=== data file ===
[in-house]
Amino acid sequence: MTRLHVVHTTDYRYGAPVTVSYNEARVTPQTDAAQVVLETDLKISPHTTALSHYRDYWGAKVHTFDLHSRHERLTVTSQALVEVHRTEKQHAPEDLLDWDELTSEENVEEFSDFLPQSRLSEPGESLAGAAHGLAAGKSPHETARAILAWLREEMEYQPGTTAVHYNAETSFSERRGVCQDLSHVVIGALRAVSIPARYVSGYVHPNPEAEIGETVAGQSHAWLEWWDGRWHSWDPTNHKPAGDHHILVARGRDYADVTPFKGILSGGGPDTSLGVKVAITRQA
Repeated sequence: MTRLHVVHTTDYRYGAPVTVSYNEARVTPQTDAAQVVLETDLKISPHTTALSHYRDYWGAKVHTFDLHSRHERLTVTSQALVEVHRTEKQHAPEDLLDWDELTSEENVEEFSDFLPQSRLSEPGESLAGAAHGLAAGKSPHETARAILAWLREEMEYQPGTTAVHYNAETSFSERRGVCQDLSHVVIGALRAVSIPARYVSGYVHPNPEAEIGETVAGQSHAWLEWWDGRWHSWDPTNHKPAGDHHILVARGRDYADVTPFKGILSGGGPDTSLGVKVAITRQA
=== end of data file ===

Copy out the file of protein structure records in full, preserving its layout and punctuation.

[in-house]
Amino acid sequence: MTRLHVVHTTDYRYGAPVTVSYNEARVTPQTDAAQVVLETDLKISPHTTALSHYRDYWGAKVHTFDLHSRHERLTVTSQALVEVHRTEKQHAPEDLLDWDELTSEENVEEFSDFLPQSRLSEPGESLAGAAHGLAAGKSPHETARAILAWLREEMEYQPGTTAVHYNAETSFSERRGVCQDLSHVVIGALRAVSIPARYVSGYVHPNPEAEIGETVAGQSHAWLEWWDGRWHSWDPTNHKPAGDHHILVARGRDYADVTPFKGILSGGGPDTSLGVKVAITRQA
Repeated sequence: MTRLHVVHTTDYRYGAPVTVSYNEARVTPQTDAAQVVLETDLKISPHTTALSHYRDYWGAKVHTFDLHSRHERLTVTSQALVEVHRTEKQHAPEDLLDWDELTSEENVEEFSDFLPQSRLSEPGESLAGAAHGLAAGKSPHETARAILAWLREEMEYQPGTTAVHYNAETSFSERRGVCQDLSHVVIGALRAVSIPARYVSGYVHPNPEAEIGETVAGQSHAWLEWWDGRWHSWDPTNHKPAGDHHILVARGRDYADVTPFKGILSGGGPDTSLGVKVAITRQA